Mon Sep 24, 2012, 01:25 AM
davidn3600 (1,288 posts)
Romney's lean, mean Medicaid plans for nursing home residents
As the presidential campaign unfolds, the differences in approaches to Medicare by President Barack Obama and Republican nominee Mitt Romney have taken center stage. But what is getting far less scrutiny: Romney's plans for Medicaid. He would convert the health care program for the poor, disabled and elderly into a block grant to the states and sharply reduce funding over time. Middle-class Americans should be especially wary, since it's Medicaid, not Medicare, that covers nursing home care for aged and infirm parents and grandparents. Without Medicaid's safety net, it isn't clear what those Americans would do, and Romney doesn't have any good answers.
It's an understandable confusion. People think that since Medicare covers medical services for people over 65, it also pays for nursing home care for elderly people. Medicaid is thought of as a poverty program that provides medical coverage to poor families. But Medicaid is the program that provides long-term care to the elderly and disabled, which accounts for 31 percent of the program's $400 billion annual federal and state spending. Most of the nation's 1.8 million nursing home residents, including more than 77,000 Floridians, rely on Medicaid to pay their bills.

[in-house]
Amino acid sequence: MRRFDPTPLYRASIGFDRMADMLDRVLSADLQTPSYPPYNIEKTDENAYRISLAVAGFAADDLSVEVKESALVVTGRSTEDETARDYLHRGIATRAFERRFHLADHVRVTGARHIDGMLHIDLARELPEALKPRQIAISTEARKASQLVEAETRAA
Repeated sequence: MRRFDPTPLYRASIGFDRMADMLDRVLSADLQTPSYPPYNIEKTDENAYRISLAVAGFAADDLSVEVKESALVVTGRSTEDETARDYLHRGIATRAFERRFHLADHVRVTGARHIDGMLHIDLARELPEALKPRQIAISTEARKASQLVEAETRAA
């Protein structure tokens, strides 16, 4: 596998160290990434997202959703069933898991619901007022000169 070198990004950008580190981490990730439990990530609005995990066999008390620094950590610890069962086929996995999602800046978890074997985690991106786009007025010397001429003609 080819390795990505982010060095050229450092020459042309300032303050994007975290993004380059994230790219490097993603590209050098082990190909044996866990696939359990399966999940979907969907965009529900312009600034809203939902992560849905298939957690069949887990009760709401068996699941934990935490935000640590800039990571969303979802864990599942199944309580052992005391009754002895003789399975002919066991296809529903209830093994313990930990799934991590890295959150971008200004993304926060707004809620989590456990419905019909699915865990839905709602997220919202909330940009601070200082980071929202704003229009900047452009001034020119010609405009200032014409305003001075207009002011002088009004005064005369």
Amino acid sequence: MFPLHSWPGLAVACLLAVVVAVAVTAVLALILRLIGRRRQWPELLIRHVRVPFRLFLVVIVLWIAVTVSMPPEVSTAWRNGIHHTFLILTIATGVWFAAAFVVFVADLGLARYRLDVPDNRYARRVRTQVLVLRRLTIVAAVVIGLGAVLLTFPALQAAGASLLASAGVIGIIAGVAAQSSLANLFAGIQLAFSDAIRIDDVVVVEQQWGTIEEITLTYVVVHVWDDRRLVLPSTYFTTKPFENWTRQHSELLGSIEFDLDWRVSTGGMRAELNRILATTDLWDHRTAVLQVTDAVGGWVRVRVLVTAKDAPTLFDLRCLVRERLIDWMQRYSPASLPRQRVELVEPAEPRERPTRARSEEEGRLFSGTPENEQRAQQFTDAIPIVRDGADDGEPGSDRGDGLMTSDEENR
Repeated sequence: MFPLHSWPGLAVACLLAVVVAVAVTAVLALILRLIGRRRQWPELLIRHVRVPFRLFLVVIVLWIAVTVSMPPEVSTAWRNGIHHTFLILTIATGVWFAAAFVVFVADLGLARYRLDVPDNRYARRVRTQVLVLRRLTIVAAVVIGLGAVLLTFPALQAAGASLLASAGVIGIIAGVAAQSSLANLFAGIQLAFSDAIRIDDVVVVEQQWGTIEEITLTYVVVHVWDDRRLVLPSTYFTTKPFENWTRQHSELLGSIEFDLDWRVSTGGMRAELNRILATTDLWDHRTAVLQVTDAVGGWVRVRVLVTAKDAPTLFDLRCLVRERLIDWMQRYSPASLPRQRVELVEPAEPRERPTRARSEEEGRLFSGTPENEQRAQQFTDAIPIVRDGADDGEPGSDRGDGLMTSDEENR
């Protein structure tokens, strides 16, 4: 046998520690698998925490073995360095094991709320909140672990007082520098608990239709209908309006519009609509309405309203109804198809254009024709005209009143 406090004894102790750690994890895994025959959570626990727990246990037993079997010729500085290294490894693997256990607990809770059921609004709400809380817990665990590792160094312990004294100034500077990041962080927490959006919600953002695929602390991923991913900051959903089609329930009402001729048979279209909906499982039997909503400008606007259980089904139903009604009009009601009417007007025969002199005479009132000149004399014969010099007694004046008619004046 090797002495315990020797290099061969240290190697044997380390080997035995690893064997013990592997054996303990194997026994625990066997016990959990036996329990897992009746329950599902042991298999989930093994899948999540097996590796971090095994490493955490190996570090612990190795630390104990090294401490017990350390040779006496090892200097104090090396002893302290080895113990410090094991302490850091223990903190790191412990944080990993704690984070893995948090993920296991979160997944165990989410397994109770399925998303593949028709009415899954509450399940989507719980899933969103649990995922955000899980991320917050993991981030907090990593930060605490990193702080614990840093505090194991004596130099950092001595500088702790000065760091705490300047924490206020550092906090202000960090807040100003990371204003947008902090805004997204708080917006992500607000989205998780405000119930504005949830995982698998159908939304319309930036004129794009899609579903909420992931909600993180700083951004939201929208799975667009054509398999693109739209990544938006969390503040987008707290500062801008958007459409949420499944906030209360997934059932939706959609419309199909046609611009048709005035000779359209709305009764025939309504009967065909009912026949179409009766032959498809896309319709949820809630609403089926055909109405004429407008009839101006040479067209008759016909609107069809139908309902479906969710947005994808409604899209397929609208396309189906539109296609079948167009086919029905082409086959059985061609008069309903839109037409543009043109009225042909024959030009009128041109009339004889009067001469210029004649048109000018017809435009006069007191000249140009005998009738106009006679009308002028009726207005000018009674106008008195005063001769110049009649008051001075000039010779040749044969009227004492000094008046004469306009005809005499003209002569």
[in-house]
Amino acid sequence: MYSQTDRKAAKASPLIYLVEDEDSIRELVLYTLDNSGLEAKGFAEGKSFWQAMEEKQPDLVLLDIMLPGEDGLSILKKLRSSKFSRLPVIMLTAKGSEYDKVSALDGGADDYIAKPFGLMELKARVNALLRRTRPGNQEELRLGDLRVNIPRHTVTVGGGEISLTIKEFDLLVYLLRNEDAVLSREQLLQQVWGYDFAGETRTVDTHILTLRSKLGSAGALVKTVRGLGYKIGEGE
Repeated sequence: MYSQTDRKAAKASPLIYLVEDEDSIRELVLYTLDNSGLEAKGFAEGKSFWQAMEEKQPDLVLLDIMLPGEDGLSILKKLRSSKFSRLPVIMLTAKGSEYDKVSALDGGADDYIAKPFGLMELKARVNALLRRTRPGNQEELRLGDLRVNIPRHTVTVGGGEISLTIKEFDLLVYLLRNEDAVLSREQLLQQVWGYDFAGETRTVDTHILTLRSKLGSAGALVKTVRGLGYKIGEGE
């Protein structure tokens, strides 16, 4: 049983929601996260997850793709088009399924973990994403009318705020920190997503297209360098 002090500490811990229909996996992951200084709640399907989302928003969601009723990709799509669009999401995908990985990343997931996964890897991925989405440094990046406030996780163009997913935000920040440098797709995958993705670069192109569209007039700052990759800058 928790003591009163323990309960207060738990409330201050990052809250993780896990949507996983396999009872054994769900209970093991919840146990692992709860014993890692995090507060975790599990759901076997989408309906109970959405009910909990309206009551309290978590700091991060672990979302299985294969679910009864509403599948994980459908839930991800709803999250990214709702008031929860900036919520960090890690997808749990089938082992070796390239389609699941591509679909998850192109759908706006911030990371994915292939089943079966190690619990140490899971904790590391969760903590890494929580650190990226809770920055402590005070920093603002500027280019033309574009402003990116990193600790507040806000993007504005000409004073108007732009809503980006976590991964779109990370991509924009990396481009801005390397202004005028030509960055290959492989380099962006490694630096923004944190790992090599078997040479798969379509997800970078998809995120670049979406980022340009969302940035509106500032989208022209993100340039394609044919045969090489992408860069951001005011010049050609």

Medicaid's nursing home beneficiaries are not necessarily poor people. During their working years they may have lived productive middle-class lives until becoming infirm and quickly exhausting their assets. No matter how assiduously families save for retirement, there aren't many who could long afford the steep costs of a residential nursing home that can run an average of $80,000 a year. Without Medicaid's essential safety net, members of this vulnerable population would be on their own or might be forced to live with relatives ill equipped to care for their intensive needs.